Malaika Kegode and Jakabol in OUTLIER. Pic by Paul Blakemore

Outlier: lively, loud and over long – a grungy story of drug abuse that destroys young lives

With a stage draped with oriental rugs, party lanterns hanging above, and a cosy Central Perk Café feel to Rebecca Wood’s set, Malaika Kegode’s Outlier couldn’t have been further from its inappropriate boho setting. A bleak and gritty coming of age morality tale with the message that drugs screw you up and kill you was at the heart of her personal story.

Set in Devon Malaika takes the audience through her journey from geeky teen to redemptive adult as she flits from party to crack house and from abusive relationship to drug induced death in a universal story of unfulfilled young lives. Her glib teenage cliché ridden put downs of Devon towns and people add to the hormonal driven anger at an adult world we are all at one time are on the cusp of and cannot yet control. No matter how loyal she remained to her lover Oscar, her friend Lewis and a circle of friends it was hard to find sympathy with a group of teens who cared nothing for their communities and families but to find oblivion in a bottle, powder or a pill.

Malaike Kegode and Jakabol in OUTLIER – IMAGES PAUL BLAKEMORE

Living up to its billing of gig-theatre the Bristol band Jakobol supported Malaika’s prose poetry with a series of heavy rock instrumentals and more evocative and spiritual pieces using the harp played beautifully by Emma Broughton. Joe Williams on guitar, Marietta Kirkbride on violin and Owen Gatley on drums completed the musical ensemble – although the musicians all briefly gave voice to Malaika’s friends.

Excellent lighting by Joe Price and animation by Christopher Harrison lifted the production in the Bristol Old Vic’s main house that had been rearranged to allow Malaika to step down into part of the pit cleared of seating in a covid secure setting.

Directed by Jenny Davies this was a lively, loud and rather over long production that lacked a more nuanced narrative thread, with too much musical padding and tiresome rock guitar riffs. The one thing missing was a vocalist to bring some of Malaika’s words to life and to add variety to what at times felt monotonous for a two-hour long show.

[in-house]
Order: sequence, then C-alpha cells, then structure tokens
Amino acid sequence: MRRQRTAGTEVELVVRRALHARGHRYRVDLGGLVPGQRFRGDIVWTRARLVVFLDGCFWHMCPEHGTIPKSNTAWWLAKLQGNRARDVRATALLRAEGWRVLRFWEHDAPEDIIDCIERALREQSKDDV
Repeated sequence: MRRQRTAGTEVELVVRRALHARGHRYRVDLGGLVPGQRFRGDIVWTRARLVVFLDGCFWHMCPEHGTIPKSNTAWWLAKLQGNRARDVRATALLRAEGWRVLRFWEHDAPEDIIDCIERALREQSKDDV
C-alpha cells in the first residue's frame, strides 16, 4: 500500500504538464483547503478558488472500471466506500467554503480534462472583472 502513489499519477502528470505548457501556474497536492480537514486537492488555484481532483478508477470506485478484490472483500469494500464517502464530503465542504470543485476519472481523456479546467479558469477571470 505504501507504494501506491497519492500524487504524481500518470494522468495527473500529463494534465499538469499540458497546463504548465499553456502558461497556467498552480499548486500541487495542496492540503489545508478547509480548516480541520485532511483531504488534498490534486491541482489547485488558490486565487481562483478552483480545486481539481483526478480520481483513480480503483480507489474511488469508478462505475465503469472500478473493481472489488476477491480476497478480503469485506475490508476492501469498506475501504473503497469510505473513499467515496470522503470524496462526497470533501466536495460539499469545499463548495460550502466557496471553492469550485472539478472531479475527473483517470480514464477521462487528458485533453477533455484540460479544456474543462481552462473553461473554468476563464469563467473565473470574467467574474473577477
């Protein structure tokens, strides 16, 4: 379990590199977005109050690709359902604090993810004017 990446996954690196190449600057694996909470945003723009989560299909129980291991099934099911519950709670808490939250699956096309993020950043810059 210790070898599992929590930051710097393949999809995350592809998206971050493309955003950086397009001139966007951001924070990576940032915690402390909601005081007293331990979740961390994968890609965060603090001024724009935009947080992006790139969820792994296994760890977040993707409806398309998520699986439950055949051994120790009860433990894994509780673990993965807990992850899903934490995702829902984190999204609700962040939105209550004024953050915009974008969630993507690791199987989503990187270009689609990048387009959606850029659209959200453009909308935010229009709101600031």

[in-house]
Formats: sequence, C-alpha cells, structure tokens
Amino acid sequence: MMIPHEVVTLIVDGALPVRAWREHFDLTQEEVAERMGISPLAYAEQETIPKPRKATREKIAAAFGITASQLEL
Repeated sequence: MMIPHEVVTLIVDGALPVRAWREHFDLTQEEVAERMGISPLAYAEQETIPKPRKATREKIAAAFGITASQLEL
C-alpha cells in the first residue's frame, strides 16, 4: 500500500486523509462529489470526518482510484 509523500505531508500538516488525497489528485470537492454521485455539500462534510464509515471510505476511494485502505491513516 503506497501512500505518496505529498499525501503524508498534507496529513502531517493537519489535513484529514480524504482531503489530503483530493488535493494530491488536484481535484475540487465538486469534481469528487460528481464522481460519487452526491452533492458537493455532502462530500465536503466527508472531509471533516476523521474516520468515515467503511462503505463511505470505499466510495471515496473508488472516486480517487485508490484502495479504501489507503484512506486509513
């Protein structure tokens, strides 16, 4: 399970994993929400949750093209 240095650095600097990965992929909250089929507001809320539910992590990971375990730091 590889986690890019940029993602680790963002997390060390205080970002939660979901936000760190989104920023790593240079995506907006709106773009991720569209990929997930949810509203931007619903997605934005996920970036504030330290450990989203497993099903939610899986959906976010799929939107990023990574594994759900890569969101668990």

Gig-theatre by its nature requires audiences to be up for a show – and many in the theatre were clearly fans of the poet and band – responding loudly to her asides and the music. At once artificial but also adding something of the atmosphere of a live concert – but without the concert.

Her strongest sequences of confessional story telling came as she described the death and funeral of friends, and her engaging jokey introduction to the evening. And there was humour within the bleak story as Malaika described the joy of shopping in Wilkos (Wilkinson) with its cheap household goods and also of her own back problems caused by turning around in rehearsals.

A more condensed production in an intimate venue and appropriately grungy set would better do justice to Malaika’s words and would be ideal to tour six-forms and colleges with its strong messages about addiction. At times moving, at times beautifully descriptive, at times funny, but as a piece of theatre it needed a tighter structure to keep a wider audience enthralled.

Harry Mottram

The play runs to Saturday, 26th June, 2021.

Details of the play at

Harry Mottram is the news editor of Bath Voice monthly magazine covers news, views, reviews, previews and features as well as what’s on in Bath and events for residents in Bear Flat, Widcombe and Oldfield Park and the wider Bath area. Delivered door to door in south Bath and available in shops and supermarkets. See the Facebook site for details.

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